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trying to help people get control of this situation. unfortunately, this is the reality on the ground at this moment. cnn, haiti. >> thanks for that. as mentioned, haiti is also dealing with an approaching storm. tropical depression grace is expected to bring heavy rain in the coming hours. the head of the civil protection agency said he is worried the storm could complicate the issue efforts for earthquake victims. hi, good to see you. just take us through what people on the ground can expect in the coming hours. >> it doesn't look very good. when you look at the amount of rainfall in store. moving across the region shortly after a 7.2 quake. certainly one of the worst case scenarios. we know the threat for mud slides and flash flooding remains a major concern. grace is the one that everyone is looking at very carefully. and you notice this. a very ragged tropical system.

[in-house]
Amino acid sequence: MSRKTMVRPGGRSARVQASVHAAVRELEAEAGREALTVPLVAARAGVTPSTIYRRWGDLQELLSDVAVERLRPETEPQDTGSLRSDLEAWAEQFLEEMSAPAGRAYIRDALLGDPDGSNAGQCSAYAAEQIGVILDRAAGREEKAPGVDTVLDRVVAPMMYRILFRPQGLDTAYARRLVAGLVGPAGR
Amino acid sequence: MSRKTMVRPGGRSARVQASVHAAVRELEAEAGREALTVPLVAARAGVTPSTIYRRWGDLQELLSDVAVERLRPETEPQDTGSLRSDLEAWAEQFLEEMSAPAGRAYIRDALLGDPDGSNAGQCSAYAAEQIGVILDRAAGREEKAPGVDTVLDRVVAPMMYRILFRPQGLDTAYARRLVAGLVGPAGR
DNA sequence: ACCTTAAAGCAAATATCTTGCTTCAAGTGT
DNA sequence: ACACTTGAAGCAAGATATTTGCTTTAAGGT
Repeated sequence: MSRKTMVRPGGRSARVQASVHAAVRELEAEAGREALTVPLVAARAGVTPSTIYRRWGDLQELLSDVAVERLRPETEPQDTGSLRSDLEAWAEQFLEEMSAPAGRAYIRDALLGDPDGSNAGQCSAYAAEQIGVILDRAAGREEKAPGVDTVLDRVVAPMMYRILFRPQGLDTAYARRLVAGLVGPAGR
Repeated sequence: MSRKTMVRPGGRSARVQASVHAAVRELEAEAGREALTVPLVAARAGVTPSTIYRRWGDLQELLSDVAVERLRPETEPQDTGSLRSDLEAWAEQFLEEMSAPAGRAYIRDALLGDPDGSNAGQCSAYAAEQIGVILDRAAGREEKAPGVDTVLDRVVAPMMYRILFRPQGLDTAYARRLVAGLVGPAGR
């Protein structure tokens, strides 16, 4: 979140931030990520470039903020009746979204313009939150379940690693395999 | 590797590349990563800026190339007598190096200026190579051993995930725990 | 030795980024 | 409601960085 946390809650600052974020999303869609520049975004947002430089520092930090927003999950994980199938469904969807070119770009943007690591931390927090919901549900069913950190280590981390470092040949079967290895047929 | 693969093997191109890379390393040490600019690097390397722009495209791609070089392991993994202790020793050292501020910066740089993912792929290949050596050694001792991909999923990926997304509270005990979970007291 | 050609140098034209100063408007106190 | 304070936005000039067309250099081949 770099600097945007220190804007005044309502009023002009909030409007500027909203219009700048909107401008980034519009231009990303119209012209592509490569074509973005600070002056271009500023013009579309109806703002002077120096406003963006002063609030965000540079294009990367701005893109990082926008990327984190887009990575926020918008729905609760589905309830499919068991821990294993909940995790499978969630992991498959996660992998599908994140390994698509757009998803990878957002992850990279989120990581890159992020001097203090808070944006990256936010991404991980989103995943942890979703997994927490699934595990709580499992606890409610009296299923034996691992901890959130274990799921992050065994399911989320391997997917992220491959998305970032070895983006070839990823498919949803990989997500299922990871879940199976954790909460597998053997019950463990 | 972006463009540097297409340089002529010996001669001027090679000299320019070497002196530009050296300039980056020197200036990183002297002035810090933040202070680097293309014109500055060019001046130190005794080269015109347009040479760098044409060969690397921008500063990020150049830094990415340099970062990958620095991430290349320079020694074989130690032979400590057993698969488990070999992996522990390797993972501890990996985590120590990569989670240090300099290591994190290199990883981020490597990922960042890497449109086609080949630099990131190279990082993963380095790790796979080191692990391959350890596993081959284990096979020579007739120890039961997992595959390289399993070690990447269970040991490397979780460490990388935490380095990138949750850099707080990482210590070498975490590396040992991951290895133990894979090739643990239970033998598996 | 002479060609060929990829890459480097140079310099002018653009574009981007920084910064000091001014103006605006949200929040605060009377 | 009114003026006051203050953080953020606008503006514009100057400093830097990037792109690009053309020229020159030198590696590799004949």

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it has weakened to a tropical depression and a lot of that has to do with the elevated and mountainous terrain across the region. a rise on the island of hispaniola. that is higher than mountains across 37 u.s. states. so it speaks to how rugged this particular landscape is. and that is often great news for weakening tropical systems. unfortunately, coming in on the heels of a quake, it is the last thing you want to see so it is all happening at the expense of this particular island as rainfall amounts could exceed four to six inches. some isolated pockets could get up to eight to ten inches. we know a tremendous amount of deforestation that has taken place. more than 80%. some put it that 80% has been deforested. so the water becomes instant runoff and leads to additional flash flooding down stream. and that's what we're watching for later this afternoon and this evening. really, it will be a 24-hour event for folks across haiti as